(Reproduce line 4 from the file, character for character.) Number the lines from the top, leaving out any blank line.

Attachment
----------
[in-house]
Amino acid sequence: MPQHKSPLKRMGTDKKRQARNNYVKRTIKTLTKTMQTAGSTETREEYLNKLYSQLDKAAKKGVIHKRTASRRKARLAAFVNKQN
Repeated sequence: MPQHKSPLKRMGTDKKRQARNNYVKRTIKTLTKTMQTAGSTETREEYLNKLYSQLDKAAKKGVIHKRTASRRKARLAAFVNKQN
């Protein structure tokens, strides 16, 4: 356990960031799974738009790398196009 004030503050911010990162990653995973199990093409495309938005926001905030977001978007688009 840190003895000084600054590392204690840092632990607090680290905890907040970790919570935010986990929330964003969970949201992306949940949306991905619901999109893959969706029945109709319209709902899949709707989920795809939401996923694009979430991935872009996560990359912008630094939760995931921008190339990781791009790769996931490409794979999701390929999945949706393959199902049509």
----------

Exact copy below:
């Protein structure tokens, strides 16, 4: 356990960031799974738009790398196009 004030503050911010990162990653995973199990093409495309938005926001905030977001978007688009 840190003895000084600054590392204690840092632990607090680290905890907040970790919570935010986990929330964003969970949201992306949940949306991905619901999109893959969706029945109709319209709902899949709707989920795809939401996923694009979430991935872009996560990359912008630094939760995931921008190339990781791009790769996931490409794979999701390929999945949706393959199902049509």